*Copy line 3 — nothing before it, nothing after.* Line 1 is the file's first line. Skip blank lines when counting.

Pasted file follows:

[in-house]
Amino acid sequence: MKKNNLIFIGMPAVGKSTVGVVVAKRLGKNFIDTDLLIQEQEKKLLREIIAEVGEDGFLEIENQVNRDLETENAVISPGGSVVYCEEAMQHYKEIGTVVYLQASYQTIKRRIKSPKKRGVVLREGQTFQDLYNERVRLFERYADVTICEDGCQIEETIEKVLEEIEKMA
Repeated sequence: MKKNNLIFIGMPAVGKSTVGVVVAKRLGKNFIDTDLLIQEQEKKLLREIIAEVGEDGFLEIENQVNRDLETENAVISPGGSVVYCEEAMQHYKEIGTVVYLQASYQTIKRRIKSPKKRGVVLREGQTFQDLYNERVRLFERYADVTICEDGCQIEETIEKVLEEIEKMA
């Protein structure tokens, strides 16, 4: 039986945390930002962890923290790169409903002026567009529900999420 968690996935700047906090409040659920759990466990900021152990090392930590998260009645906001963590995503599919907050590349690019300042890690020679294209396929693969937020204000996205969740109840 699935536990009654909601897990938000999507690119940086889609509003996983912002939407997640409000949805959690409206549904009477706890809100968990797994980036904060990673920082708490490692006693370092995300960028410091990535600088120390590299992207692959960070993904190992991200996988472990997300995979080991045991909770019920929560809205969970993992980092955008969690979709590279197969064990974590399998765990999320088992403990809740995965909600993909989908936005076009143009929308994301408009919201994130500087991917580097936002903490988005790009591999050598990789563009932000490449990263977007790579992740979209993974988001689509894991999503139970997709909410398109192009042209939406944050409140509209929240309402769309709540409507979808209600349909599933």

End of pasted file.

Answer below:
Repeated sequence: MKKNNLIFIGMPAVGKSTVGVVVAKRLGKNFIDTDLLIQEQEKKLLREIIAEVGEDGFLEIENQVNRDLETENAVISPGGSVVYCEEAMQHYKEIGTVVYLQASYQTIKRRIKSPKKRGVVLREGQTFQDLYNERVRLFERYADVTICEDGCQIEETIEKVLEEIEKMA